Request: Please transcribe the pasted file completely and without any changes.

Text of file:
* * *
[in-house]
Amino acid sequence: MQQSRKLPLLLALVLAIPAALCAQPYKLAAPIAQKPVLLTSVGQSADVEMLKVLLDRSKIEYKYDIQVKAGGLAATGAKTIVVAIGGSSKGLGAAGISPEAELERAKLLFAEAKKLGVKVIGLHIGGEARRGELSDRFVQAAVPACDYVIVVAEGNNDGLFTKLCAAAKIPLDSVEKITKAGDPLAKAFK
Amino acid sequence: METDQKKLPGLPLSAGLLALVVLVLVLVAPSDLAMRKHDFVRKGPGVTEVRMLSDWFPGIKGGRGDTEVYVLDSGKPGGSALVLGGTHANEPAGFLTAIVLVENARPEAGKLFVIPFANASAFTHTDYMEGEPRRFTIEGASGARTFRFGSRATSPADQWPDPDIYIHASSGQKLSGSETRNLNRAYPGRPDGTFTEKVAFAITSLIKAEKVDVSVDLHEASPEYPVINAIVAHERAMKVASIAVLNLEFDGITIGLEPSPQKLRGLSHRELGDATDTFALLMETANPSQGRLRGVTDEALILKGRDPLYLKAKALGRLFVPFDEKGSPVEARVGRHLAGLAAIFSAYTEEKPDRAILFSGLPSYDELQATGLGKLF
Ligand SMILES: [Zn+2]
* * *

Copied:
[in-house]
Amino acid sequence: MQQSRKLPLLLALVLAIPAALCAQPYKLAAPIAQKPVLLTSVGQSADVEMLKVLLDRSKIEYKYDIQVKAGGLAATGAKTIVVAIGGSSKGLGAAGISPEAELERAKLLFAEAKKLGVKVIGLHIGGEARRGELSDRFVQAAVPACDYVIVVAEGNNDGLFTKLCAAAKIPLDSVEKITKAGDPLAKAFK
Amino acid sequence: METDQKKLPGLPLSAGLLALVVLVLVLVAPSDLAMRKHDFVRKGPGVTEVRMLSDWFPGIKGGRGDTEVYVLDSGKPGGSALVLGGTHANEPAGFLTAIVLVENARPEAGKLFVIPFANASAFTHTDYMEGEPRRFTIEGASGARTFRFGSRATSPADQWPDPDIYIHASSGQKLSGSETRNLNRAYPGRPDGTFTEKVAFAITSLIKAEKVDVSVDLHEASPEYPVINAIVAHERAMKVASIAVLNLEFDGITIGLEPSPQKLRGLSHRELGDATDTFALLMETANPSQGRLRGVTDEALILKGRDPLYLKAKALGRLFVPFDEKGSPVEARVGRHLAGLAAIFSAYTEEKPDRAILFSGLPSYDELQATGLGKLF
Ligand SMILES: [Zn+2]